Two workers looking at plans and overseeing a site

10 Ways to Make Your Safety Culture Thrive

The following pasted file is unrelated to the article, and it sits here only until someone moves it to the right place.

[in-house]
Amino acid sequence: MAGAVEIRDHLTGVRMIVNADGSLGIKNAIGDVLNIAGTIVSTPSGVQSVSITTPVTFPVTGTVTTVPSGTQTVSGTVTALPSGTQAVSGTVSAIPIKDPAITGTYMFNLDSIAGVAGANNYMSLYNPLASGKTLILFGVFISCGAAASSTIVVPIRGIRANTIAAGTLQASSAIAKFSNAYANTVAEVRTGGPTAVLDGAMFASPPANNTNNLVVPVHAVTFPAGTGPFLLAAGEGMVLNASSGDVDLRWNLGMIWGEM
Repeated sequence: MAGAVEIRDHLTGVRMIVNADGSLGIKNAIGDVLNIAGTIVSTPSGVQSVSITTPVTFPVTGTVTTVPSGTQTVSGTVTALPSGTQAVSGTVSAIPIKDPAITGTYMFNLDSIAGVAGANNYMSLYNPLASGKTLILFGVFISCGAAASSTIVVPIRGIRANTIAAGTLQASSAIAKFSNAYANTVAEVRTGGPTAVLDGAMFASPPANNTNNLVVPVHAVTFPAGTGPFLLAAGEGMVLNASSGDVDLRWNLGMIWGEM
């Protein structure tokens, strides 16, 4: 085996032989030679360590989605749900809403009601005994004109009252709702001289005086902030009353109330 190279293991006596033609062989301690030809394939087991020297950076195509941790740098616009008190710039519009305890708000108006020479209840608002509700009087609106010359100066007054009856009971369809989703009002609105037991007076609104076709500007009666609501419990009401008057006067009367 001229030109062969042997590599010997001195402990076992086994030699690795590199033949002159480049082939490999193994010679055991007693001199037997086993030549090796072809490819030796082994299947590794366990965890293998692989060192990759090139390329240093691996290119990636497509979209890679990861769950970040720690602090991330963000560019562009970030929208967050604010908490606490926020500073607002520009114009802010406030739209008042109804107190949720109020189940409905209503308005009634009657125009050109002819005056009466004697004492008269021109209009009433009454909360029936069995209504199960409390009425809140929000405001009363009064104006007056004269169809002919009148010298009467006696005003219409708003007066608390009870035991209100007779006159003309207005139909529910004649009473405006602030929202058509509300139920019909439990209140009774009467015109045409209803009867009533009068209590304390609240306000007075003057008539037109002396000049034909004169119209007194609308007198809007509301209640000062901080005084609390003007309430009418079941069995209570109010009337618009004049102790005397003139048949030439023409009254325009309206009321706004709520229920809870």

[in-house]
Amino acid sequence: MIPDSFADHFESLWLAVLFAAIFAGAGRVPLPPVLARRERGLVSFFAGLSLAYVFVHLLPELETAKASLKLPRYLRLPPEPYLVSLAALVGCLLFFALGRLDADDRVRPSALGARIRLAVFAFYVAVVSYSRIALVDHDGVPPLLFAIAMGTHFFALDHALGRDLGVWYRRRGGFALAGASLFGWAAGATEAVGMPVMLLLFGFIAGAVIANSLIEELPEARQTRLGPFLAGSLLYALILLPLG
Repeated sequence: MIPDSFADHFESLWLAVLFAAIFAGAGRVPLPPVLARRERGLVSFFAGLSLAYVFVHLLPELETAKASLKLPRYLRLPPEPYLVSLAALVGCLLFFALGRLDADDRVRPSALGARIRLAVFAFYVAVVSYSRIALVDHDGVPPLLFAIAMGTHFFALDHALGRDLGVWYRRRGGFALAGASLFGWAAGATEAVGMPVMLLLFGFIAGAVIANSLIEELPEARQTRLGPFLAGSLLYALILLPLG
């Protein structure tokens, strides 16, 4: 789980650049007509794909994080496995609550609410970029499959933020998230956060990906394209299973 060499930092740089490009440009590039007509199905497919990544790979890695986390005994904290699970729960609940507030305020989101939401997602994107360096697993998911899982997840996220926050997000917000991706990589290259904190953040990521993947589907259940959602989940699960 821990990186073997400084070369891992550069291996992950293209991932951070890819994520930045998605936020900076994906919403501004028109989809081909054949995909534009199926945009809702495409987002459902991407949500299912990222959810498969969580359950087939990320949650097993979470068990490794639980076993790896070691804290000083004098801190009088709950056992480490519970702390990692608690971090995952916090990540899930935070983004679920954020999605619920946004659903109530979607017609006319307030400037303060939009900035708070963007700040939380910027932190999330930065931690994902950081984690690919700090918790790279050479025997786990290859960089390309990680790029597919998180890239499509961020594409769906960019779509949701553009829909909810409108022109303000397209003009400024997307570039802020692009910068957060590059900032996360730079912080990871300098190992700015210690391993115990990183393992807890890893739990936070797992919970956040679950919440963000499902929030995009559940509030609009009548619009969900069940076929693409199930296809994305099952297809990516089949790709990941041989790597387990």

Safety implications for businesses extend far beyond injury and property damage. An effective safety culture is critical to ensuring that business operations and output continue, and that facilities remain incident-free. Here are ten ways that organizations can invest in a strong safety culture to ensure that people, property, and productivity are safeguarded. Set appropriate expectations – It is important that everyone understands their respective roles and what they are accountable for on the job. Organizations tend to leverage regulatory requirements to guide them in setting expectations, but it is equally important to clarify business priorities. A sure-fire way to improve safety in the workplace is to establish a culture where safety is prioritized over production. Are your workers encouraged to pause work for safety reasons? Do they feel pressured to deliver results rather than keeping safety at the forefront?  Build shared ownership – Everyone should know and own their safety responsibilities. A great way to enrich an organization’s safety culture is by fostering an environment that shares ownership of safety tasks. Taking this tack helps everyone to properly understand how their safety benchmarks meld with others to achieve optimal safety. In the spirit of transparency and collaboration, give workers an opportunity to raise and answer questions as a team. Do your workers spend time sharing their accountabilities and learning more about their peers’ safety responsibilities? Help them believe – More often than not, training is treated as a check-the-box requirement for safety compliance. Real impact training not only helps workers acquire insights and techniques to be safer, it cultivates knowledge, skills, and an attitude that leads to changed behaviors. Without that deeper understanding, employees and contractors may be tempted to bypass or reduce safety steps in the interest of productivity. Have your workers been adequately trained so that they believe in the importance of performing their designated safety controls? Right people, right skills – Workers need the right skills to perform their assigned tasks. Qualifications should be considered prior to delegating responsibilities to personnel. A level of thoughtful consideration is especially important as an individual’s level of accountability changes or increases. How are you ensuring that individuals have the right competence to perform required safety tasks? Make it easy to comply – Cumbersome compliance systems contribute to the complacency that can hurt a safety culture. If workers find permitting to be difficult, then they may seek ways to circumvent mandatory procedures. If workers cannot attend scheduled training due to conflicts with their schedule, then they may skip mandatory learning that is critical for safety. How are you ensuring compliance is simple and feasible for your workers? Part of performance review – Expectations, training, and compliance must be built into regular performance reviews. Supervisors need to purposefully observe and provide feedback to employees about strict adherence to safety policies and procedures. Those same managers must be rewarded and disciplined equally for meeting production AND safety benchmarks. Does your management and workforce receive feedback, rewards, and recognition for ensuring safe operations and compliance? Talk the talk – I once visited an organization that takes time during each meeting to share a safety example or misstep to underscore the relevancy of the company’s policies and procedures. Those weighing in during this discussion hailed from both the operations and business sides of the organization. Beyond having visual cues, such as signage in the workplace, teams should spend time talking about safety. Complacency is the biggest enemy of a safety culture. The more that teams discuss safety, the more likely it will be top of mind as they work. Do your workers have a channel to discuss safety issues regularly? Walk the walk – Take time to celebrate good safety practices and digest poorly executed plans. People learn from both good and bad examples so be sure to debrief incidents, inspect outcomes, and audit situations. Learning does not and should not end with training. Do your workers regularly celebrate successes and learn from mistakes? Encourage curiosity – Asking questions can often be frowned upon with some mistakenly perceiving curiosity as incompetence. Teach workers to know when it is appropriate to question if adequate safety controls are being applied, especially during moments of change management when occupations and usage could be in flux. Managers and workers should have access to internal and external experts for safety-related questions and should be encouraged to keep up with the latest safety practices outlined in codes, standards, and training.  Are your managers and workers encouraged to be curious and to build on their career capabilities? Build partnerships with AHJs – Many people treat audits and inspections as a threat and may withhold information for fear of receiving poor ratings. The truth is that auditors and inspectors are safety culture allies. Their insights help organizations improve safety outcomes, so it is essential for businesses to be honest and transparent during any kind of analysis. Are you leveraging audits and inspections to regularly assess and improve your safety program and culture? It is widely known that codes and standards provide the solid foundation for an organization’s safety infrastructure. For the benefit of business continuity and workplace culture, key managers and workers in an organization should: learn how codes and standards inform safety program policies, procedures, and best practices; believe that everyone plays a role in safety; and  be curious and critically assess potential hazards based on the latest information and training. Investing in an organization’s safety culture and the need for skilled labor are two critical components of the NFPA Fire & Life Safety Ecosystem™.  In a nutshell, the Ecosystem shows us that safety is a system; the framework is being used around the world to facilitate important discussions in the workplace. Find out how NFPA can help your organization improve its safety culture through codes and standards, research, training, certifications, and membership